PROVIDENCE, R.I. (WPRI) — While some are concerned an estimated 22 million people would lose medical insurance if the Affordable Care Act were repealed, others believe flaws in the ACA, nicknamed “Obamacare,” mean it should be scrapped and redone entirely.
Rhode Island Democrat Rep. David Cicilline held a roundtable discussion Friday morning examining how the ACA is currently impacting Rhode Island residents, and how they would be affected if President Donald Trump and Congressional Republicans succeed in repealing the act.
Cicilline said an outright repeal of the ACA would have a devastating effect on Rhode Islanders. He said the state currently has the lowest-levels of uninsured residents, and said in 2015, 15,000 seniors in Rhode Island saved an estimated $14 million on prescription drugs because the act closed the so-called “donut hole” of Medicare.
The roundtable comes the day after House Republicans outlined their proposal to repeal and replace the ACA, saying finalized legislation would be submitted after the upcoming 10-day congressional recess. At Friday’s roundtable, Cicilline said Republicans have been dragging their feet to repeal and replace Obamacare for years.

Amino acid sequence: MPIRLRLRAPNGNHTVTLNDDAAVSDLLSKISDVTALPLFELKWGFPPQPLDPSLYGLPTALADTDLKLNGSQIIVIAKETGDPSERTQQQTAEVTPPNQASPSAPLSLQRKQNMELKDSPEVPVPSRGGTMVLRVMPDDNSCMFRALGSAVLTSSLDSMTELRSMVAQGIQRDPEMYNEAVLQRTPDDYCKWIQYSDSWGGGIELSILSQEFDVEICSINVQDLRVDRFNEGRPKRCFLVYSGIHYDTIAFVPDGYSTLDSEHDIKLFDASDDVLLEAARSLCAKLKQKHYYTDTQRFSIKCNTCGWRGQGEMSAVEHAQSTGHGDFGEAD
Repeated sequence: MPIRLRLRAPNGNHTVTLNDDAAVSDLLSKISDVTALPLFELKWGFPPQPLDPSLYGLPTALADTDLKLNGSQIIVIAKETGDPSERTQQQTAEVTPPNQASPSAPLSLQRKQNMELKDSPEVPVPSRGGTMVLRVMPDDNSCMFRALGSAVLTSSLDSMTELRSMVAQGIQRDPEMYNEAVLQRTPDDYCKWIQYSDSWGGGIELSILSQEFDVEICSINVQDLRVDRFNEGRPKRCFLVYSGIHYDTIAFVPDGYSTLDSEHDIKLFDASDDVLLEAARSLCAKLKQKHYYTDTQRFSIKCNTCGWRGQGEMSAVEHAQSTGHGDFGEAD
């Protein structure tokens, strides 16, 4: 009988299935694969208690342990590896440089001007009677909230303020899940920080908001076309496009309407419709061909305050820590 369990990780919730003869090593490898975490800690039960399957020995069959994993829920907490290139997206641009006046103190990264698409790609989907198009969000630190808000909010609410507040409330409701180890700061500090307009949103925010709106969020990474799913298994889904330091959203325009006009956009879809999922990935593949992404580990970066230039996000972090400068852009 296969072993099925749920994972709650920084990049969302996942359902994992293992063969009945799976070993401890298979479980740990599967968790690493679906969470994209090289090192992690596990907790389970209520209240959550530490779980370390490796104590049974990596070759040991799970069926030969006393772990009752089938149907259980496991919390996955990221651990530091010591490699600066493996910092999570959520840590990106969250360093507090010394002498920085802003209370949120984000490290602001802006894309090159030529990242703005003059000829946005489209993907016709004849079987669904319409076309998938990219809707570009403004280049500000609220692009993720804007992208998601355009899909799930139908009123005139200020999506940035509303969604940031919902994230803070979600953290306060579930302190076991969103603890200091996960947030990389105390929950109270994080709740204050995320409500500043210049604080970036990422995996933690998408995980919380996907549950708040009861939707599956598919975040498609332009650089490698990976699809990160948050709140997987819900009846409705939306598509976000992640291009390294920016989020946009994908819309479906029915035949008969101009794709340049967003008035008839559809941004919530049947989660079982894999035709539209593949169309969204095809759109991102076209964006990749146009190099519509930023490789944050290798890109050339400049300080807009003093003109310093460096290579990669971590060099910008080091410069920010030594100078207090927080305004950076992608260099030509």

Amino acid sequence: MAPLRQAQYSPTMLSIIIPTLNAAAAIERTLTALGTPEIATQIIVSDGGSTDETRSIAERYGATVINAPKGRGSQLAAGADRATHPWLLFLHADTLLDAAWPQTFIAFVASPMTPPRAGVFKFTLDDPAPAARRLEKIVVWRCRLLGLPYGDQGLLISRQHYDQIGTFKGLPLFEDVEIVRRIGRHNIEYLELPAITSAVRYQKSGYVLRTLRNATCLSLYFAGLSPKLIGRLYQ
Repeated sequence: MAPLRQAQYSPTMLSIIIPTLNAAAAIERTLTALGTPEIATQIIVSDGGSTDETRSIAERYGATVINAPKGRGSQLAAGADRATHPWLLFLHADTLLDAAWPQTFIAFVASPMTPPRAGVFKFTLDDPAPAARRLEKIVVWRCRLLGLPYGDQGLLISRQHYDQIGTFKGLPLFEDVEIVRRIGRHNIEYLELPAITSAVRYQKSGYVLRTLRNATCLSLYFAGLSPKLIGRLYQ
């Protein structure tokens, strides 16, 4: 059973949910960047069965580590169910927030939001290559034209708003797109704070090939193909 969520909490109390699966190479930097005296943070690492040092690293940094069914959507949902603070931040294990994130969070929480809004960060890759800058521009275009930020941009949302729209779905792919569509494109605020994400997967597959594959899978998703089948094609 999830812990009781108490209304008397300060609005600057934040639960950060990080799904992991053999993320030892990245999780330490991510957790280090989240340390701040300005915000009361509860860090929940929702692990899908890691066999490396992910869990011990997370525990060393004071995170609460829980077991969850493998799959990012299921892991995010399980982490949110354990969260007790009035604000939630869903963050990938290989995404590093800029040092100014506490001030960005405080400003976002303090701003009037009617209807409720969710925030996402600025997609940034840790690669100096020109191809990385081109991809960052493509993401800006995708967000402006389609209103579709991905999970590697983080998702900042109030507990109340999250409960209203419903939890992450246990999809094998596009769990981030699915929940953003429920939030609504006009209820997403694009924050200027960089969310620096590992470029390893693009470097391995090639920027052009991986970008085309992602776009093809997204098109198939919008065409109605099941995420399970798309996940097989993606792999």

“One of the reasons they don’t show us the plan is because it isn’t better,” said Cicilline. “Because if it was better they’d be bragging about it.”
House Speaker Paul Ryan’s summary of the GOP proposal includes a cap in Medicaid spending as well as a plan to replace insurance subsidies currently based on income, with tax credits based on age. The plan would also eliminate tax penalties for the uninsured. Cicilline said he worries the GOP-controlled Congress will repeal the ACA without a viable replacement waiting in the wings. He pledged to fight alongside fellow Democrats in Congress to avoid an all-out repeal, adding he’s not opposed to improving the ACA.
The roundtable discussion at the Providence Community Health Center also featured input from the director of healthcare clearinghouse HealthSource RI, Zachary Sherman, as well as constituents like Ellie Brown. Brown is currently covered under the state’s Medicaid expansion, which faces an uncertain future. She said she worries about her future, and that of her elderly father.
“One’s socio-economic status shouldn’t determine whether they get health insurance,” said Brown, an artist who lives on the poverty line. “Everyone deserves insurance.”
The Republicans’ plan to overhaul the ACA pledges to restructure Medicaid but also promises not to “pull the rug out” from under those who are currently covered by states’ expanded Medicaid programs.